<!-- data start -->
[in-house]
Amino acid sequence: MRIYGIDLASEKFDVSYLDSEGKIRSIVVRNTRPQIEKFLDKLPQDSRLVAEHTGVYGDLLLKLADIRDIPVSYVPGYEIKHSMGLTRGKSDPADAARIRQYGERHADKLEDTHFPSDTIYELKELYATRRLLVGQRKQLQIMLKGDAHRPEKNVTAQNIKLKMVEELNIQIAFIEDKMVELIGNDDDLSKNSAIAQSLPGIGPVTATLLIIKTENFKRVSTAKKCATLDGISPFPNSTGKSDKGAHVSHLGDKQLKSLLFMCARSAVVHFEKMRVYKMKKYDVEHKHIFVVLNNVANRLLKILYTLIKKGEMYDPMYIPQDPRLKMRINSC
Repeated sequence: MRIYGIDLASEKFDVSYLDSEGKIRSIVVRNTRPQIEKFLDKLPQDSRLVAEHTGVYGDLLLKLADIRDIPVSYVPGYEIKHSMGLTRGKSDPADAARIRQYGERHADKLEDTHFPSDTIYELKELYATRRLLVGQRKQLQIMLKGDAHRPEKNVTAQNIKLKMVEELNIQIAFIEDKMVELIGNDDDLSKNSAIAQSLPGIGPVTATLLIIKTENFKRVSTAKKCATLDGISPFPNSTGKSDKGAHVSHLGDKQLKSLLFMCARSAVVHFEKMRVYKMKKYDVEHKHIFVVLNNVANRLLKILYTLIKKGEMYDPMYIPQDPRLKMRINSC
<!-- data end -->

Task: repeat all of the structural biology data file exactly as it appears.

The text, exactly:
[in-house]
Amino acid sequence: MRIYGIDLASEKFDVSYLDSEGKIRSIVVRNTRPQIEKFLDKLPQDSRLVAEHTGVYGDLLLKLADIRDIPVSYVPGYEIKHSMGLTRGKSDPADAARIRQYGERHADKLEDTHFPSDTIYELKELYATRRLLVGQRKQLQIMLKGDAHRPEKNVTAQNIKLKMVEELNIQIAFIEDKMVELIGNDDDLSKNSAIAQSLPGIGPVTATLLIIKTENFKRVSTAKKCATLDGISPFPNSTGKSDKGAHVSHLGDKQLKSLLFMCARSAVVHFEKMRVYKMKKYDVEHKHIFVVLNNVANRLLKILYTLIKKGEMYDPMYIPQDPRLKMRINSC
Repeated sequence: MRIYGIDLASEKFDVSYLDSEGKIRSIVVRNTRPQIEKFLDKLPQDSRLVAEHTGVYGDLLLKLADIRDIPVSYVPGYEIKHSMGLTRGKSDPADAARIRQYGERHADKLEDTHFPSDTIYELKELYATRRLLVGQRKQLQIMLKGDAHRPEKNVTAQNIKLKMVEELNIQIAFIEDKMVELIGNDDDLSKNSAIAQSLPGIGPVTATLLIIKTENFKRVSTAKKCATLDGISPFPNSTGKSDKGAHVSHLGDKQLKSLLFMCARSAVVHFEKMRVYKMKKYDVEHKHIFVVLNNVANRLLKILYTLIKKGEMYDPMYIPQDPRLKMRINSC